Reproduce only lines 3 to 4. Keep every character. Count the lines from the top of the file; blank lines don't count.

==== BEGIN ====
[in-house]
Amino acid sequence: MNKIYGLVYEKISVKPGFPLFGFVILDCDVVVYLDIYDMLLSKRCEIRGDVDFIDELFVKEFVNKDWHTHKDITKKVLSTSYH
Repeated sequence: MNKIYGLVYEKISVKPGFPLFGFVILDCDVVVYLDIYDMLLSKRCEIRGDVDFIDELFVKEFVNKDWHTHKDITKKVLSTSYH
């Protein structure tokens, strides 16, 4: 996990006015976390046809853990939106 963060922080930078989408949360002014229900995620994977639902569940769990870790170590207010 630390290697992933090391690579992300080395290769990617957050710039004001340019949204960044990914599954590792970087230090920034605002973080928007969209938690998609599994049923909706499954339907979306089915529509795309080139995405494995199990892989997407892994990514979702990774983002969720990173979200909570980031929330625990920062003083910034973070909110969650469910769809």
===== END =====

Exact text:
Repeated sequence: MNKIYGLVYEKISVKPGFPLFGFVILDCDVVVYLDIYDMLLSKRCEIRGDVDFIDELFVKEFVNKDWHTHKDITKKVLSTSYH
């Protein structure tokens, strides 16, 4: 996990006015976390046809853990939106 963060922080930078989408949360002014229900995620994977639902569940769990870790170590207010 630390290697992933090391690579992300080395290769990617957050710039004001340019949204960044990914599954590792970087230090920034605002973080928007969209938690998609599994049923909706499954339907979306089915529509795309080139995405494995199990892989997407892994990514979702990774983002969720990173979200909570980031929330625990920062003083910034973070909110969650469910769809």